In 1986, Eva Seidner interviewed Stephen King for Maclean's.

S. M. Stirling and Shirley Meier co-authored The Sharpest Edge, published by Signet in March 1986. Steve's third novel, Marching Through Geogria, will be released by Baen Books in the Fall of 1988. Shirley has a story called "Trave" in Magic in Ithkar 4, Norton and Adams, editors, to be released in June 1987 by Tor. She's also sold a story called "Peacock Eyes" to Andre Norton's Tales From Out of the WitchWorld.

Karen Wehrstein has sold a story called "I Have Seen the Enemy" to Borderland.

Andrew Weiner's first novel, Station Gehenna, will be published in the fall of 1987 by Beaverbooks as part of the "Isaac Asimov Presents" series. Station Gehenna is based on a shorter work of the same name originally published in F&SF, April 1982. Andrew has also been been busy writing short stories. His "Going Native" appeared in the Winter 1985/86 Night Cry. "The Investigation" was in the Spring 1986 Borderland. "The Band from Planet Zoom" graced the July 1986 issue of IAsfm. "This Time Next Year" was on the stands this time last year, in the August 1986 issue of Rod Serling's The Twilight Zone Magazine. The novelette "The News from D Street" was published in IAsfm's September 1986 issue, "Waves" was in the same magazine's March 1987 issue, and "Rider" in its July 1987 issue. Forthcoming are "Fake-Out" in Amazing Stories, "Going to Meet the Alien" in F&SF, and "The Alien in the Lake" in IAsfm. Two of Andrew's short stories, "Going Native" and the 1984 "Distant Signals" were produced as episodes of the syndicated American TV series Tales from the Darkside (Laurel Productions). Both were first broadcast in 1986.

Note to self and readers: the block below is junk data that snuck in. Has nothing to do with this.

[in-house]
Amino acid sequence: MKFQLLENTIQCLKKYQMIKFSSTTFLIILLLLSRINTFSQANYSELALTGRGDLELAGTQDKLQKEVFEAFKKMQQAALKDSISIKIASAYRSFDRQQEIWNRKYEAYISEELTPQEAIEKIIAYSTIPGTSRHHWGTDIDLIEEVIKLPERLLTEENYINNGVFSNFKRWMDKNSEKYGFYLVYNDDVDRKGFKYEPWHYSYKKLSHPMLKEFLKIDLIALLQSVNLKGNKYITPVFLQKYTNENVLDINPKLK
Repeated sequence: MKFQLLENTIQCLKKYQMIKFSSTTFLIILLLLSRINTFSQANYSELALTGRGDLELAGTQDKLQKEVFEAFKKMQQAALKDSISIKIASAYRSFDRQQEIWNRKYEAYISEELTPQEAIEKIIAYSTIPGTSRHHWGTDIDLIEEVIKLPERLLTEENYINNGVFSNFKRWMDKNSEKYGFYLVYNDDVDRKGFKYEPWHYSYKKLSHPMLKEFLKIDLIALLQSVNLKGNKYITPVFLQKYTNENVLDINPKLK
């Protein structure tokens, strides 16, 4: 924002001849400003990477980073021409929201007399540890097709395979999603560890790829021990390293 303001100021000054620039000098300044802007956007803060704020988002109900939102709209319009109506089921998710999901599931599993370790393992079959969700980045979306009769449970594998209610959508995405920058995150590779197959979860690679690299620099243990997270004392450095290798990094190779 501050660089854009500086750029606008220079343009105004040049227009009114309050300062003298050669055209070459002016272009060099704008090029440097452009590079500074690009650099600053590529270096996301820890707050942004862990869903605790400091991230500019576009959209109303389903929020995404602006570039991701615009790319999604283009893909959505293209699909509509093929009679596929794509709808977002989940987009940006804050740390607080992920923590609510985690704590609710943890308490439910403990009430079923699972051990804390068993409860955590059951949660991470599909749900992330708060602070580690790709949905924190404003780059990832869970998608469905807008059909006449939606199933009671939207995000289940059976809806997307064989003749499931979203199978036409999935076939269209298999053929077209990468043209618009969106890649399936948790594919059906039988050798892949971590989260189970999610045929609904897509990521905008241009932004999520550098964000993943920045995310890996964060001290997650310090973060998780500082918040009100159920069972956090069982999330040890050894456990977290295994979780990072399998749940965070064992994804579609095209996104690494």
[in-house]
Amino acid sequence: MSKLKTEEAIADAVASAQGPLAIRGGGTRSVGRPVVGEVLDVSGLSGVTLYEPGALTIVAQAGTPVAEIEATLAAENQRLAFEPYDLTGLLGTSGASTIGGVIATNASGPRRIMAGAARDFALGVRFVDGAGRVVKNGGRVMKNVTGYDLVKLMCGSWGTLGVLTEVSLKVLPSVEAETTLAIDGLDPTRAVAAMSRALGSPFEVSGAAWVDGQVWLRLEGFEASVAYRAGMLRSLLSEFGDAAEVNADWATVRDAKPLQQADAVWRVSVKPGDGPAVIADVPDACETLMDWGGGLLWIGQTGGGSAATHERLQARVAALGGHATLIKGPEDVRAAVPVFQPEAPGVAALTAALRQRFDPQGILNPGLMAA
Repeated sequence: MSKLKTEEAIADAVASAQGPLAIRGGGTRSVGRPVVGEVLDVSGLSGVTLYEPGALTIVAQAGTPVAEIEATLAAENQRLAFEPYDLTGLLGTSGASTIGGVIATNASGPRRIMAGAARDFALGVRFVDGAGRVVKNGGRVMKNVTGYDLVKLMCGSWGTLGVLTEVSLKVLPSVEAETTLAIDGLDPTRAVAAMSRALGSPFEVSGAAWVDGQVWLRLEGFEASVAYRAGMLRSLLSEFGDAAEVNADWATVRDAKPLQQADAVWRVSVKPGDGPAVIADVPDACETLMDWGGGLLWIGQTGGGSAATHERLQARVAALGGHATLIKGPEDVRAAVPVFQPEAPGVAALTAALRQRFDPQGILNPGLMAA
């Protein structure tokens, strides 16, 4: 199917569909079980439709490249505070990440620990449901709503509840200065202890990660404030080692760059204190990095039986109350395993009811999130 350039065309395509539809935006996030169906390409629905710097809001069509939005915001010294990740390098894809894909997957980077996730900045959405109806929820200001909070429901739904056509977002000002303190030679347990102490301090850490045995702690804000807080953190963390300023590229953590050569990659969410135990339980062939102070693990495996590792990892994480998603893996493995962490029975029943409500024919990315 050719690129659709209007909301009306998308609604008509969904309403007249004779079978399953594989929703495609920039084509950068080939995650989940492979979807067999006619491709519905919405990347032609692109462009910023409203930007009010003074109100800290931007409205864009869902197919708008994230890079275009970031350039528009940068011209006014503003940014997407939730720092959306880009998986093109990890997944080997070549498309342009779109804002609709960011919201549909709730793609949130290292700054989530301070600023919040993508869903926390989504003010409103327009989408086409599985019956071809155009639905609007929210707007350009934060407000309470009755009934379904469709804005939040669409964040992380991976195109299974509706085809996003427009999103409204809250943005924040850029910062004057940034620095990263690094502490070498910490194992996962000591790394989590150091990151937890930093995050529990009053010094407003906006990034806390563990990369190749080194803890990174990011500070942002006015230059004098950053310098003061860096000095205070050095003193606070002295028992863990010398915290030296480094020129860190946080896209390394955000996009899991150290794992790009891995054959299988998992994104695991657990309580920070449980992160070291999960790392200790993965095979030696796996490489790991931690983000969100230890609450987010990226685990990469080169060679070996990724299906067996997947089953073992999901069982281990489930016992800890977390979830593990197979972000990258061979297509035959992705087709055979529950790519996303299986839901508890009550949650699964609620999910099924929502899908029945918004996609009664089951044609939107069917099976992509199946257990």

Robert Charles Wilson's first novel, A Hidden Place, was published by Bantam Spectra in November 1986. Bob had short stories in the January 1986, July 1986, and April 1987 F&SF.


16 February 1990

First published in SOL Rising

SWAC, the Speculative Writers Association of Canada, was founded in 1989 at the ConText SF convention in Edmonton. It's an attempt to provide a true professional organization comparable to the Science Fiction Writers of America. [SWAC eventually renamed itself "SF Canada."] And Toronto Hydra, founded by Judith Merril, is a social group for SF pros that grew out of the "critical mass" of "good science fiction heads" that Judy had observed in that city. Hydra will its sixth anniversary in April 1990.

For years, French Canadians have had two excellent genre magazines, Solaris and imagine.... At last, we have our own English-language Canadian science fiction and fantasy magazine — On Spec: The Canadian Magazine of Speculative Writing. The first issue, Spring 1989, featured contributions from Dave Duncan, H. A. Hargreaves, Eileen Kernaghan, Sally McBride, Rhea Rose, Robert Runté, Kathryn A. Sinclair, Jena Snyder, Ron Stewart, and Lyle Weis.

The second issue, Fall 1989, contained stories by E. C. Bell, Tor Age Bringsvaeld (translated by James Manis), Drake Dresen, Leslie Gadallah, Paula Johanson, Eileen Kernaghan, Trevor Murphy, and Clelie Rich; poems by Coralie Adams, Richard Davies, Jena Snyder, and Janet Elliot Waters; and non-fiction by Marianne O. Nielsen and Spider Robinson.

We also now have not one but two regular publishers of science fiction and fantasy books. Press Porcépic of Victoria has a long list of trade paperbacks and their third anthology of Canadian fantasy and science fiction, Tesseracts 3, is in the works. And Penguin Canada, of Markham, Ontario, has announced that it will produce Canadian SF titles, to be distributed in the U.S. as part of New American Library's Roc line [an initiative that was later canceled without a single book being produced].